OBJECTIVES: The authors used transthoracic 3-dimensional transthoracic echocardiography (3DE) to characterize tricuspid annulus (TA) geometry and dynamics in healthy volunteers. BACKGROUND: Accurate sizing of the TA is essential for planning tricuspid annuloplasty and for implantation of new percutaneous tricuspid devices. METHODS: 3DE of the TA from 209 healthy volunteers was analyzed using custom software to measure TA area, perimeter, circularity, and dimensions at end diastole (equals tricuspid valve closure), mid-systole, end systole, and late diastole. TA intercommissural distances were measured at mid-systole. For comparison, TA diameters were measured at the same time points on multiplanar reconstruction of the 3DE datasets and on 2-dimensional transthoracic echocardiography (2DE) apical 4-chamber and right ventricular focused views. In 13 subjects with both 3DE and computed tomography, TA parameters were compared. RESULTS: 3DE TA area, perimeter, and dimensions were largest in late diastole and smallest at mid-systole/end systole. Normal tricuspid valve parameters in end diastole were 8.6 ± 2.0 cm2 for area; 10.5 ± 1.2 cm for perimeter; 36 ± 4 mm and 30 ± 4 mm for longest and shortest dimensions, respectively; and 0.83 ± 0.10 for circularity. There were no age-related changes in TA parameters. Women had larger indexed TA perimeter and longer long-axis dimensions compared with men. The longest 3DE TA dimension was significantly longer than diameters measured from both 2DE and 3D multiplanar reconstruction. 3DE TA area, perimeter, and dimensions correlated with both right atrial and right ventricular volumes, suggesting that both chambers may be determinants of TA size. TA fractional area change was 35 ± 10%. Fractional changes in both perimeter and dimensions were ≥20%. When compared with computed tomography, 3DE systematically underestimated TA parameters. CONCLUSIONS: Gender and body size should be taken into account to identify the reference values of TA dimensions. 2DE underestimates TA dimensions.

3-Dimensional Echocardiographic Analysis of the Tricuspid Annulus Provides New Insights Into Tricuspid Valve Geometry and Dynamics

Muraru, Denisa
Writing – Review & Editing
;
Cavalli, Giacomo;Badano, Luigi
Writing – Review & Editing
2019

Abstract

OBJECTIVES: The authors used transthoracic 3-dimensional transthoracic echocardiography (3DE) to characterize tricuspid annulus (TA) geometry and dynamics in healthy volunteers. BACKGROUND: Accurate sizing of the TA is essential for planning tricuspid annuloplasty and for implantation of new percutaneous tricuspid devices. METHODS: 3DE of the TA from 209 healthy volunteers was analyzed using custom software to measure TA area, perimeter, circularity, and dimensions at end diastole (equals tricuspid valve closure), mid-systole, end systole, and late diastole. TA intercommissural distances were measured at mid-systole. For comparison, TA diameters were measured at the same time points on multiplanar reconstruction of the 3DE datasets and on 2-dimensional transthoracic echocardiography (2DE) apical 4-chamber and right ventricular focused views. In 13 subjects with both 3DE and computed tomography, TA parameters were compared. RESULTS: 3DE TA area, perimeter, and dimensions were largest in late diastole and smallest at mid-systole/end systole. Normal tricuspid valve parameters in end diastole were 8.6 ± 2.0 cm2 for area; 10.5 ± 1.2 cm for perimeter; 36 ± 4 mm and 30 ± 4 mm for longest and shortest dimensions, respectively; and 0.83 ± 0.10 for circularity. There were no age-related changes in TA parameters. Women had larger indexed TA perimeter and longer long-axis dimensions compared with men. The longest 3DE TA dimension was significantly longer than diameters measured from both 2DE and 3D multiplanar reconstruction. 3DE TA area, perimeter, and dimensions correlated with both right atrial and right ventricular volumes, suggesting that both chambers may be determinants of TA size. TA fractional area change was 35 ± 10%. Fractional changes in both perimeter and dimensions were ≥20%. When compared with computed tomography, 3DE systematically underestimated TA parameters. CONCLUSIONS: Gender and body size should be taken into account to identify the reference values of TA dimensions. 2DE underestimates TA dimensions.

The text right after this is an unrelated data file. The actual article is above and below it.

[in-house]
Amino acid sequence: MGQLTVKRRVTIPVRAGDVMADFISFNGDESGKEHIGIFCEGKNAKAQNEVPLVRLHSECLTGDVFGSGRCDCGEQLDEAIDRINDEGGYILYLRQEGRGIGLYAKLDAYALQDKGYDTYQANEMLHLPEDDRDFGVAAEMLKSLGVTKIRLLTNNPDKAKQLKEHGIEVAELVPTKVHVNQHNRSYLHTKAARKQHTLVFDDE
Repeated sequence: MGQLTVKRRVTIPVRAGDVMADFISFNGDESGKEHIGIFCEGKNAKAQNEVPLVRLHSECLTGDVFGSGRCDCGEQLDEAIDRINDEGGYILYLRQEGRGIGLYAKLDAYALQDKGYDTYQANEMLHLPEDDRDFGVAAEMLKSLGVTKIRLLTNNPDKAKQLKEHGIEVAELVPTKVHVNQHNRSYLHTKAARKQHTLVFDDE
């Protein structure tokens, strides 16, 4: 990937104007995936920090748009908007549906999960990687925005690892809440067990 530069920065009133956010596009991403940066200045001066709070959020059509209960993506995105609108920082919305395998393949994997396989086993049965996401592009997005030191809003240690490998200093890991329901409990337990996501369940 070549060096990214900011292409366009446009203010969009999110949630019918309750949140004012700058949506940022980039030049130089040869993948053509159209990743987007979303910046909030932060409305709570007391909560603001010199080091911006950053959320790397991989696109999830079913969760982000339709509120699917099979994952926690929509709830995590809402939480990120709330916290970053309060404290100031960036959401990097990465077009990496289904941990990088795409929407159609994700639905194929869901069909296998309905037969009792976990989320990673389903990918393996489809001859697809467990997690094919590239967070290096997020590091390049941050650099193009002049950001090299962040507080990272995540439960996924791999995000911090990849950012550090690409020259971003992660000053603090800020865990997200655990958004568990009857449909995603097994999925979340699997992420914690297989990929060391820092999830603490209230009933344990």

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Utilizza questo identificativo per citare o creare un link a questo documento: https://hdl.handle.net/11577/3255424
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